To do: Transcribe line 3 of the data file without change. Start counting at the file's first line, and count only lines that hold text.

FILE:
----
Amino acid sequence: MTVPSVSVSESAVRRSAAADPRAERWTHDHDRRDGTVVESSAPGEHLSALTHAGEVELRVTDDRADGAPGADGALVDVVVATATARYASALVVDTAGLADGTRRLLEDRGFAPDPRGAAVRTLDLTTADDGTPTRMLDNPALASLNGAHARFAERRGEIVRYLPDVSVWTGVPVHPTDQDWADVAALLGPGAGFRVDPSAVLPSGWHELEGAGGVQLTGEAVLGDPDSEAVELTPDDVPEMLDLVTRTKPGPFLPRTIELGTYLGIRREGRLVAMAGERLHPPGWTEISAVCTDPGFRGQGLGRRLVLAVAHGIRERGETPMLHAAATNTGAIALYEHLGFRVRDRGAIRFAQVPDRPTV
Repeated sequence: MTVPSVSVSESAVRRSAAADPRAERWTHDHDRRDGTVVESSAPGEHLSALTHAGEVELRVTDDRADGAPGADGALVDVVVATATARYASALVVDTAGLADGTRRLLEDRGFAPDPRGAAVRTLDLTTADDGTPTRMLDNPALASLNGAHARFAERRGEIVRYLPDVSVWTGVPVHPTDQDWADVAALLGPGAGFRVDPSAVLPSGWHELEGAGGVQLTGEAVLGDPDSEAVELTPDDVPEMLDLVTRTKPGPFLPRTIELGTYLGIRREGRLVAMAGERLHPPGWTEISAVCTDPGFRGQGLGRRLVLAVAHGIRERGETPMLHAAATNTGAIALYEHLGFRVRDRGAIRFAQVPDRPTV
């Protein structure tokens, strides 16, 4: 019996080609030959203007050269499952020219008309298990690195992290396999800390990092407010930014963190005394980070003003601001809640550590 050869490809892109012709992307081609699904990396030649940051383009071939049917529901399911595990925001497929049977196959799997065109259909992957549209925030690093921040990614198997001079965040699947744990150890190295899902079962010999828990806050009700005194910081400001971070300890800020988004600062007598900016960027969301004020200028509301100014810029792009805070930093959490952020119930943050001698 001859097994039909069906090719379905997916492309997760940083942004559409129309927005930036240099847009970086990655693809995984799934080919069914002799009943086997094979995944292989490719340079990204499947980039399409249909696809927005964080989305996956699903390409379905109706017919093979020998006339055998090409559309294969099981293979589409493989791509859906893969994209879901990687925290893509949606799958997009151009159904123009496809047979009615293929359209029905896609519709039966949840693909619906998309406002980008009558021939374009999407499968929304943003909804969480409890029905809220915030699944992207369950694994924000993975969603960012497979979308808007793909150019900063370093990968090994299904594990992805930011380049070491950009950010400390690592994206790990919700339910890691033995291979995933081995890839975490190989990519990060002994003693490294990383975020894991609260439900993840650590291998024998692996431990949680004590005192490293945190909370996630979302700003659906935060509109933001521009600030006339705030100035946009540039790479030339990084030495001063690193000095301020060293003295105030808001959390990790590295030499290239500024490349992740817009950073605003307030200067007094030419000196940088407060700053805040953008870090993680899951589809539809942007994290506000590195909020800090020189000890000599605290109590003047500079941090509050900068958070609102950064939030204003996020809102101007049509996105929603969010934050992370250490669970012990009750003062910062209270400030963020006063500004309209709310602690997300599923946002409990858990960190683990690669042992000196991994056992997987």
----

């Protein structure tokens, strides 16, 4: 019996080609030959203007050269499952020219008309298990690195992290396999800390990092407010930014963190005394980070003003601001809640550590 050869490809892109012709992307081609699904990396030649940051383009071939049917529901399911595990925001497929049977196959799997065109259909992957549209925030690093921040990614198997001079965040699947744990150890190295899902079962010999828990806050009700005194910081400001971070300890800020988004600062007598900016960027969301004020200028509301100014810029792009805070930093959490952020119930943050001698 001859097994039909069906090719379905997916492309997760940083942004559409129309927005930036240099847009970086990655693809995984799934080919069914002799009943086997094979995944292989490719340079990204499947980039399409249909696809927005964080989305996956699903390409379905109706017919093979020998006339055998090409559309294969099981293979589409493989791509859906893969994209879901990687925290893509949606799958997009151009159904123009496809047979009615293929359209029905896609519709039966949840693909619906998309406002980008009558021939374009999407499968929304943003909804969480409890029905809220915030699944992207369950694994924000993975969603960012497979979308808007793909150019900063370093990968090994299904594990992805930011380049070491950009950010400390690592994206790990919700339910890691033995291979995933081995890839975490190989990519990060002994003693490294990383975020894991609260439900993840650590291998024998692996431990949680004590005192490293945190909370996630979302700003659906935060509109933001521009600030006339705030100035946009540039790479030339990084030495001063690193000095301020060293003295105030808001959390990790590295030499290239500024490349992740817009950073605003307030200067007094030419000196940088407060700053805040953008870090993680899951589809539809942007994290506000590195909020800090020189000890000599605290109590003047500079941090509050900068958070609102950064939030204003996020809102101007049509996105929603969010934050992370250490669970012990009750003062910062209270400030963020006063500004309209709310602690997300599923946002409990858990960190683990690669042992000196991994056992997987």